As with Soldeed and the Nimon, the audience is kept on a long string, too. Keep in mind the story originally aired in four weekly installments, with each episode ending in a cliffhanger. Like any episode of Doctor Who these cliffhangers were quickly resolved at the beginning of the next episode, but they were designed to keep viewers invested in the story from week to week.

Even watching the episodes all together on DVD, one expects to have some sort of resolution to the threat of the Nimons. Instead, we’re treated to a big explosion that defeats the Nimon and it’s all over with the Doctor and Romana having a laugh on the TARDIS. There’s passing mention of the prisoners getting a spaceship to return to Aneth, but none of what the Skonnans will do in the aftermath of their former master’s destruction.

Much more enjoyable is the bonus feature “Who Peter-Partners in Time”. It explores the long relationship between Doctor Who and Blue Peter, the long-running BBC children’s television program. Fans of Doctor Who were treated to behind the scenes looks at the characters and creatures thanks to Blue Peter, and actors from the show were frequent guests.

Blue Peter is also responsible for the survival of some early Doctor Who video clips that were otherwise erased by the BBC, including first Doctor William Hartnell’s regeneration into the second, Patrick Troughton. The two shows were so intertwined that Janet Ellis, who played Teka in “The Horns of Nimon”, was later a presenter on the Blue Peter.

Another interesting feature is “Read the Writer”, about “The Horns of Nimon” writer Anthony Read. In it he discusses his inspiration from Greek mythology, as well the importance of humor in a story. He’s critical of the story, saying that once the actors start “hamming it up, you lose credibility.” Unfortunately, no one said that to poor Soldeed.

At its core, “The Horns of Nimon” is about taking the easy way and having it blow up in your face. Strangely, no one making the thing seemed to notice. There’s half a story here that has all the makings of a solid, if not explosive, effort. Instead we’re left with a bomb of a different sort.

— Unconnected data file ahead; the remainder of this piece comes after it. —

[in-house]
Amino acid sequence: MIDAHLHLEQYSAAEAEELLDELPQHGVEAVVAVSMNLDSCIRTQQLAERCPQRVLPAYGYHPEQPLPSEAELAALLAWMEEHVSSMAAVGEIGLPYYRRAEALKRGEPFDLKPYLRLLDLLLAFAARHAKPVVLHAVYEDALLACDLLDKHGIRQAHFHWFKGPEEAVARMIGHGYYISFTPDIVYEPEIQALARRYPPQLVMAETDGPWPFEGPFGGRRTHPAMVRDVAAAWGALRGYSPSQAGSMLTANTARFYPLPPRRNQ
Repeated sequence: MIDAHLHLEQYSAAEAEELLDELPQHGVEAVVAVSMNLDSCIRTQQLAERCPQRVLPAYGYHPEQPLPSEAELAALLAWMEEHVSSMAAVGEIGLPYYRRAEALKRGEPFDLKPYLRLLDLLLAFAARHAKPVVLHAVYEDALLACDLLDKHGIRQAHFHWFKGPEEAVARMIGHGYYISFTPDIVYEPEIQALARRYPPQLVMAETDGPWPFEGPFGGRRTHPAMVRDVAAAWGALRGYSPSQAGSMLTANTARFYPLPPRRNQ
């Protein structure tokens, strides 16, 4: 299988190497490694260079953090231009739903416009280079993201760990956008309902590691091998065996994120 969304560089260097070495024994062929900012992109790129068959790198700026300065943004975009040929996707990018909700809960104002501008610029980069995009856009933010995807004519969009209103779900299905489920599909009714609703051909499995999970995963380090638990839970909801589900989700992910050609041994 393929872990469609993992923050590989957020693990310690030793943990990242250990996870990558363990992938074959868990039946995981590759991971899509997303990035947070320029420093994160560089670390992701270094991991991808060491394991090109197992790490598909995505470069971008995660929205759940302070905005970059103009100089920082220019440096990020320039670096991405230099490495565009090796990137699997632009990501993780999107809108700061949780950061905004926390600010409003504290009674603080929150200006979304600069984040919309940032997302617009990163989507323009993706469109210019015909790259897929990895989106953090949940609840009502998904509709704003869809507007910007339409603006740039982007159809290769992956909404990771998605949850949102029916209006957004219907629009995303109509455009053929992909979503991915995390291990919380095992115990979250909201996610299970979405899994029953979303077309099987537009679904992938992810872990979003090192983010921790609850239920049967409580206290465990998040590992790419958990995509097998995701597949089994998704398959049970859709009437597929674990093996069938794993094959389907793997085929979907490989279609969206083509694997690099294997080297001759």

So far J. J. Abrams and Rian Johnson resemble children at play, remaking the films they fell in love with. As an audience, however, we desire a fuller experience.

As recently as the lackluster episodes I-III of the Star Wars saga, the embossed gold logo followed by scrolling prologue text was cause for excitement. In the approach to the release of any of the then new prequel installments, the Twentieth Century Fox fanfare, followed by the Lucas Film logo, teased one's impulsive excitement at a glimpse into the next installment's narrative. Then sat in the movie theatre on the anticipated day of release, the sight and sound of the Twentieth Century Fox fanfare signalled the end of fevered anticipation. Whatever happened to those times? For some of us, is it a product of youth in which age now denies us the ability to lose ourselves within such adolescent pleasure? There's no answer to this question -- only the realisation that this sensation is missing and it has been since the summer of 2005. Star Wars is now a movie to tick off your to-watch list, no longer a spark in the dreary reality of the everyday. The magic has disappeared… Star Wars is spiritually dead.

Keep reading... Show less

This has been a remarkable year for shoegaze. If it were only for the re-raising of two central pillars of the initial scene it would still have been enough, but that wasn't even the half of it.